History of Art
- History of the Department
- About Us
- Applying to study at UCL
- Current Students
- Material Studies Laboratory
- Visual Resources
Plagiarism in written submissions is taken extremely seriously in the Department and within UCL. The following definition is taken from UCL’s guidance to students on plagiarism:
Plagiarism is defined as the presentation of another person's thoughts or words or artefacts or software as though they were a student's own. Any quotation from the published or unpublished works of other persons must, therefore, be clearly identified as such by being placed inside quotation marks, and students should identify their sources as accurately and fully as possible. A series of short quotations from several different sources, if not clearly identified as such, constitutes plagiarism just as much as does a single unacknowledged long quotation from a single source. Equally, if a student summarises another person's ideas, judgements, figures, software or diagrams, a reference to that person in the text must be made and the work referred to must be included in the bibliography.
Recourse to the services of 'ghost-writing' agencies (for example in the preparation of essays or reports) or of outside word-processing agencies which offer correction/improvement of English is strictly forbidden, and students who make use of the services of such agencies render themselves liable for an academic penalty.
Use of unacknowledged information downloaded from the internet also constitutes plagiarism.
Where part of an examination consists of 'take away' papers, essays or other work written in a student's own time, or a coursework assessment, the work submitted must be the candidate's own.
It is also illicit to reproduce material which a student has used in other work/assessment for the course or programmes concerned. Students should be aware of this ‘self-plagiarism’. If in doubt, students should consult their Personal Tutor or another appropriate teacher.
Failure to observe any of the provisions of this policy or of approved departmental guidelines constitutes an examination offence under UCL and University Regulations. Examination offences will normally be treated as cheating or irregularities under the Regulations in respect of Examination Irregularities. Under these Regulations students found to have committed an offence may be excluded from all further examinations of UCL or the University or of both.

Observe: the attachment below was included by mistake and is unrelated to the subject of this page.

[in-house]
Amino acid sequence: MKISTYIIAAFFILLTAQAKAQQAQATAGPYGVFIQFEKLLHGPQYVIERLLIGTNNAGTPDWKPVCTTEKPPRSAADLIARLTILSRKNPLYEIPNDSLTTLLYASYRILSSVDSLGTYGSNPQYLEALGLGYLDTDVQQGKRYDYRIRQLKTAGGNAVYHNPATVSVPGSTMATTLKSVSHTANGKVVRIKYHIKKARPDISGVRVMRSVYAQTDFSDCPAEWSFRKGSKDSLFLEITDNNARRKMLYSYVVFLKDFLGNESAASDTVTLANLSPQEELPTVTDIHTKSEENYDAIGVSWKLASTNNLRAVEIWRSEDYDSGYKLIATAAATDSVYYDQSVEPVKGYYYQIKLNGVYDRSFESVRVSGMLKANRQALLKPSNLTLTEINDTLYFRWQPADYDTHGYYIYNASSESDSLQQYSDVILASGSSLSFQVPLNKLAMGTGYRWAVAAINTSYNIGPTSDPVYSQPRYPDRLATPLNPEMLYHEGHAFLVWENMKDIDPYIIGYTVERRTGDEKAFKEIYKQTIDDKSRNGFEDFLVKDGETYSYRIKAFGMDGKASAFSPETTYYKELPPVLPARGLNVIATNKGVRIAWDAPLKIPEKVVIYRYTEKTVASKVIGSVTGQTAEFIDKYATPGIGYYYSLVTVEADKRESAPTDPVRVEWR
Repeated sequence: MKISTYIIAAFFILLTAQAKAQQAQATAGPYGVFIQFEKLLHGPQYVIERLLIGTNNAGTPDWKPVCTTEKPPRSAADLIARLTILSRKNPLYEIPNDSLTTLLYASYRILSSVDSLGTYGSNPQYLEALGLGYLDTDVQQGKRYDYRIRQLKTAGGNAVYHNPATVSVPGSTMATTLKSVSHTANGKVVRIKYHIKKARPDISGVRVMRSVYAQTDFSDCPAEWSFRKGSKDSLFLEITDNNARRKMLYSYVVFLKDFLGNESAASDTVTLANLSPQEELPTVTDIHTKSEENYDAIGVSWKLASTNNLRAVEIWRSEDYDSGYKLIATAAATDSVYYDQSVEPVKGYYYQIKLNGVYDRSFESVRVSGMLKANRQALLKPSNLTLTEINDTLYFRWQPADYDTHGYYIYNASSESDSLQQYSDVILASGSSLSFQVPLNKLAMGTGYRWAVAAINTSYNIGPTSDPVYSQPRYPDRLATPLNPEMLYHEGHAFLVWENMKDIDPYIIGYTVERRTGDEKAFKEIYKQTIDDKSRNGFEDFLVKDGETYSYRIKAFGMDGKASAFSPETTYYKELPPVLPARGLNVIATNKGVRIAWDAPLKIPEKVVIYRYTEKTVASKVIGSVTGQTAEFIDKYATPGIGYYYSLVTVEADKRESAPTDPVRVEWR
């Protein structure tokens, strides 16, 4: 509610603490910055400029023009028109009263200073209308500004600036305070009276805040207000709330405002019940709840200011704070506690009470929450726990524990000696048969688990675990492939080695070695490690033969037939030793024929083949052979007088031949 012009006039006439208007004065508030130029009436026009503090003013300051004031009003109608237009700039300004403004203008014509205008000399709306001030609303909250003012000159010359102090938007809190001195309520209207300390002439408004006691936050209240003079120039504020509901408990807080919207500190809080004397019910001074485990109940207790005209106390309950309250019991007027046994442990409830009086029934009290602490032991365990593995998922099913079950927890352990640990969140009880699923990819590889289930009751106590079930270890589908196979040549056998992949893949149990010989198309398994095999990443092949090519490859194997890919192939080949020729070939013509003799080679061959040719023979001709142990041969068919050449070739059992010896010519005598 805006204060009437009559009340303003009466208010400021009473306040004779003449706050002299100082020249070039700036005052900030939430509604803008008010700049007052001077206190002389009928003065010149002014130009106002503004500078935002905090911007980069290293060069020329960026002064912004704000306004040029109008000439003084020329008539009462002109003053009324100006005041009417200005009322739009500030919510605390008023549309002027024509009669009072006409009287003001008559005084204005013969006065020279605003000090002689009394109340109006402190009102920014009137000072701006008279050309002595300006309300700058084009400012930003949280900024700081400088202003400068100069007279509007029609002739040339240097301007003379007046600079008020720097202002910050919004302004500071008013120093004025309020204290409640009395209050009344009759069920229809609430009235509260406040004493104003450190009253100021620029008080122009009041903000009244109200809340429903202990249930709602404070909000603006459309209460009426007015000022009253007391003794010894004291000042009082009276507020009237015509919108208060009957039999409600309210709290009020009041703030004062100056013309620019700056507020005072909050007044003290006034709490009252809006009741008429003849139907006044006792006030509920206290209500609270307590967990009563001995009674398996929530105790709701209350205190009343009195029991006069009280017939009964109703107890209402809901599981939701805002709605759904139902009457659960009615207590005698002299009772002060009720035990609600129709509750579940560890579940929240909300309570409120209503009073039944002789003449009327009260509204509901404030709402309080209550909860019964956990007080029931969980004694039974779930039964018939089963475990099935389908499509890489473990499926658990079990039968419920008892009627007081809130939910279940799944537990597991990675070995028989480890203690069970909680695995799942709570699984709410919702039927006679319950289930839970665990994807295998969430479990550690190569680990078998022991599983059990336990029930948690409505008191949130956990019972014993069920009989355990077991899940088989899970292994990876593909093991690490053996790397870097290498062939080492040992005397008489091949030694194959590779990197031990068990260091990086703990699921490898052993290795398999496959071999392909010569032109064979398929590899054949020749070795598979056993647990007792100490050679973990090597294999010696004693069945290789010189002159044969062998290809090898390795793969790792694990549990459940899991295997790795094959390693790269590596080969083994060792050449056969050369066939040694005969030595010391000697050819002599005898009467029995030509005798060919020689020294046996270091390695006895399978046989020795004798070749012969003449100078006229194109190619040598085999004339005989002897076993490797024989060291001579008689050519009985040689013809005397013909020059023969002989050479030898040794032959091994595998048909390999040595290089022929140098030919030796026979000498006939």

The expression of original ideas is considered intellectual property, and is protected by copyright laws, just like original inventions. Almost all forms of expression fall under copyright protection as long as they are recorded in some way (such as a book or a computer file).
Plagiarism is defined at UCL as covering one or more of the following:
· turning in someone else's work as your own
· copying words or ideas from someone else without giving credit
· failing to put a quotation in quotation marks
· giving incorrect information about the source of a quotation
· changing words but copying the sentence structure of a source without giving credit
· copying so many words or ideas from a source that it makes up the majority of your work, whether you give credit or not
Changing the words of an original source is not sufficient to prevent plagiarism. If you have retained the essential idea of an original source, and have not cited it, then no matter how drastically you may have altered its context or presentation, you have still plagiarized.
Most cases of plagiarism can be avoided, however, by citing sources and putting material in your own words. Acknowledging that certain material has been borrowed, and providing your audience with the information necessary to find that source, is usually enough to prevent plagiarism. Please see the Departmental Writing Guide for further guidance on referencing and avoiding plagiarism and the UCL guidelines.